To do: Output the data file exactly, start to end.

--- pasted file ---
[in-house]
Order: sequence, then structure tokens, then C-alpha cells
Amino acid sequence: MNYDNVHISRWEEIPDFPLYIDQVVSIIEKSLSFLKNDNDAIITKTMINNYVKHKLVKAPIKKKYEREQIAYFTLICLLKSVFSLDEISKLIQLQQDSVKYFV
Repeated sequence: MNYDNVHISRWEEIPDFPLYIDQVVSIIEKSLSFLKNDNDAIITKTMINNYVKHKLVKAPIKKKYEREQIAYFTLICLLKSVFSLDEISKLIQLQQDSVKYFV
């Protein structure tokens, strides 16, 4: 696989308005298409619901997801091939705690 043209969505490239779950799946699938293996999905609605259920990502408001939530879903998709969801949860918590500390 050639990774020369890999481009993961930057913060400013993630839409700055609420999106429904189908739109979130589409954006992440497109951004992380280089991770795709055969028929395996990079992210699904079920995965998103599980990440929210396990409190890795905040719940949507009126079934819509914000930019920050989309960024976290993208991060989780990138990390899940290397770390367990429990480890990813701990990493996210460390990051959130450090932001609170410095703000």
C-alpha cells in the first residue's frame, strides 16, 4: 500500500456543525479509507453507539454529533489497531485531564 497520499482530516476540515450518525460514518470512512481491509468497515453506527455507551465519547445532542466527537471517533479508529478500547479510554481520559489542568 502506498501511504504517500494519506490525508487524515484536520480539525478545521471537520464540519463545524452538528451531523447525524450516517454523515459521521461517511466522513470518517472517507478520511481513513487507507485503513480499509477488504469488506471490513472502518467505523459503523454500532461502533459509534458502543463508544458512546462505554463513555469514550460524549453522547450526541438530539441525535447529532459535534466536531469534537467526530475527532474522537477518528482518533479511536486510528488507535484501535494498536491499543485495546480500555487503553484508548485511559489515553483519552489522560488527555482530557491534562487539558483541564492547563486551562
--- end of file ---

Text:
[in-house]
Order: sequence, then structure tokens, then C-alpha cells
Amino acid sequence: MNYDNVHISRWEEIPDFPLYIDQVVSIIEKSLSFLKNDNDAIITKTMINNYVKHKLVKAPIKKKYEREQIAYFTLICLLKSVFSLDEISKLIQLQQDSVKYFV
Repeated sequence: MNYDNVHISRWEEIPDFPLYIDQVVSIIEKSLSFLKNDNDAIITKTMINNYVKHKLVKAPIKKKYEREQIAYFTLICLLKSVFSLDEISKLIQLQQDSVKYFV
């Protein structure tokens, strides 16, 4: 696989308005298409619901997801091939705690 043209969505490239779950799946699938293996999905609605259920990502408001939530879903998709969801949860918590500390 050639990774020369890999481009993961930057913060400013993630839409700055609420999106429904189908739109979130589409954006992440497109951004992380280089991770795709055969028929395996990079992210699904079920995965998103599980990440929210396990409190890795905040719940949507009126079934819509914000930019920050989309960024976290993208991060989780990138990390899940290397770390367990429990480890990813701990990493996210460390990051959130450090932001609170410095703000």
C-alpha cells in the first residue's frame, strides 16, 4: 500500500456543525479509507453507539454529533489497531485531564 497520499482530516476540515450518525460514518470512512481491509468497515453506527455507551465519547445532542466527537471517533479508529478500547479510554481520559489542568 502506498501511504504517500494519506490525508487524515484536520480539525478545521471537520464540519463545524452538528451531523447525524450516517454523515459521521461517511466522513470518517472517507478520511481513513487507507485503513480499509477488504469488506471490513472502518467505523459503523454500532461502533459509534458502543463508544458512546462505554463513555469514550460524549453522547450526541438530539441525535447529532459535534466536531469534537467526530475527532474522537477518528482518533479511536486510528488507535484501535494498536491499543485495546480500555487503553484508548485511559489515553483519552489522560488527555482530557491534562487539558483541564492547563486551562